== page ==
Top 10 Tips to Become a Happier and Calmer Person – Kammy Karginaite

Mar 31, 2018 | Blog, Fitness, Nutrition, Wellness

Just Breathe – Close your eyes, take a deep breath through your nose, slowly count to 3 and breathe out. You can do that just the once or for as long as you like. I would recommend at least 5 minutes in order to feel better about a situation or your day. In addition to focusing on your breath, try ‘grounding’ yourself by taking stock of your surroundings. Engage your five senses, notice things in the present moment, like the noises, smells or simply how your feet feel on the ground.

Go for a Walk Outside At least Once a Week – Exercise is a great way to boost your mood. It doesn’t mean you should workout at the gym for hours, a simple walk will make you feel so much calmer and happier. Research shows, taking a walk in nature can alleviate depressive symptoms and significantly improve your mood. There is just something about a cosy walk in the sunshine.

Try New Experiences – Forget retail therapy – try adventure therapy. Studies show that spending money on experiences over material things brings greater joy. See your favourite band at a concert, go rock climbing, book a short city break or try yoga for the first time.

Keep a Gratitude Journal – Or any journal, writing down negative thoughts can help you clear your mind and jotting things you appreciate can help you improve your mental-wellbeing. How about you and your loved one or a friend exchange 3 things you are grateful for each morning. It’s easily done via a text message or email and you will have set yourself up for a more positive day, in turn making you happier.

Go to Bed an Hour Earlier – Sleep is one of the most important things you could do to help yourself feel calmer and happier. When we sleep, our body heals itself and the mind has a break from all the stressors in our lives. Research shows that little sleep affects not only our mental but physical health, so try and get at least 8hours of zzz. If you are struggling to fall asleep, write down things that are on your mind, have a hot bath with lavender oil or meditate for 5-10mins.

Cut out Toxic People – To remove all the negativity in your life, sometimes means cutting out certain people out of your life. This doesn’t make you a bad person, this means that you care about your happiness and you do not need people who constantly bring you down or make you cry. Trust me, once you cut out those people out of your life, it will be like a huge weight has been lifted off your shoulders.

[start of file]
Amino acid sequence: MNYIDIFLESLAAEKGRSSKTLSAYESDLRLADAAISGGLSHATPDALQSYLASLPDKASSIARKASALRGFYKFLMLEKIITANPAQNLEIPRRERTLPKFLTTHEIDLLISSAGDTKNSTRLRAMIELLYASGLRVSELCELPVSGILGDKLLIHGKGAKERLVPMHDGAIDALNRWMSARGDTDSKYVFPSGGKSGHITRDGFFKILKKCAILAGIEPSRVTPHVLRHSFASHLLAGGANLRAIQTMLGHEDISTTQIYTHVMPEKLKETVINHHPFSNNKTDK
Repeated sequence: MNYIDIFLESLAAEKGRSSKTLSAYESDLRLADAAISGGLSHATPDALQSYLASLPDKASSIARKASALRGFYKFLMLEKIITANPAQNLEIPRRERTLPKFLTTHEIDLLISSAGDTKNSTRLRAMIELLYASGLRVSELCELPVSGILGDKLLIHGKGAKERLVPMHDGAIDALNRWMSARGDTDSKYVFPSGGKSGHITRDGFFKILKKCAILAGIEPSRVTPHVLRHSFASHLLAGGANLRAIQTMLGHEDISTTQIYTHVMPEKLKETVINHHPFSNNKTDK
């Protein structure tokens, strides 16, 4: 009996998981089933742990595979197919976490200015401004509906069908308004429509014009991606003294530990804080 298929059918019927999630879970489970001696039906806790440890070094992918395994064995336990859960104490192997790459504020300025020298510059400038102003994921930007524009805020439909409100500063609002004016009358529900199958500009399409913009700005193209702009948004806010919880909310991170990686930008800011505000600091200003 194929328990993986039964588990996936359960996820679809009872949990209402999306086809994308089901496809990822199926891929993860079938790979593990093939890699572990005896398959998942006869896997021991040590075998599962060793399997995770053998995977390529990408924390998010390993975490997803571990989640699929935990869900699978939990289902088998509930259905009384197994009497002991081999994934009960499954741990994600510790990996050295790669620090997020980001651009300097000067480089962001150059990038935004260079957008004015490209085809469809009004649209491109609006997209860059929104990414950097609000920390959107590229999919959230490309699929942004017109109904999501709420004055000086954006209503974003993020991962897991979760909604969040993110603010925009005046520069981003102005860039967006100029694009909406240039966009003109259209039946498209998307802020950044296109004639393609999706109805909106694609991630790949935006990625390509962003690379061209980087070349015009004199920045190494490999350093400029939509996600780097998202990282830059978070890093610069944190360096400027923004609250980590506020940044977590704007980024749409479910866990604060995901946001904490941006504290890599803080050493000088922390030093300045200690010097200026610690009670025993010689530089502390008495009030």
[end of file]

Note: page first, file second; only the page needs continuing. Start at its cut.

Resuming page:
Tell People When You Are Feeling Anxious – There is power to sharing your emotions. Talking about your anxieties is key to managing and abating it. If you store all your feelings, you end up feeling like a balloon that has been blown up and you have too much air in you. You just need someone to help you let it out.

Volunteer or Perform a Random Act of Kindness – In addition to helping others, there is a compelling argument that volunteering can really improve mental health by creating a sense of purpose and strengthening social connections. Paying it forward can go a long way too…pay for a stranger’s coffee, take a friend out for lunch or just hold the door open for someone. This will really boost your mood.

Recite Self-Affirmations – Some inner dialogues can be very brutal, but self-affirmations can be your solution. Focusing on your strengths and what you value – can help combat some of the negativity that your brain is raising in your head. Try something like, ‘I am a great friend’, ‘I am kind and supportive’ or ‘I am beautiful because…’.

Give Yourself a Break – Final and maybe most important tip…give yourself a break! So often we put so much pressure on ourselves to ‘do it all’, which can lead to burning out and guilt. You’re your own worst critic. Cut yourself some slack and start accepting yourself for who you are. This is the key to being a happier, calmer you. If you do this, watch your life unfold to being more exuberant and tranquil.

Kammy Karginaite, founder of Honest Healing, positive image activist and mental health advocate, trying to help others heal. Sharing my experiences to raise awareness about mental health issues and chronic illnesses.

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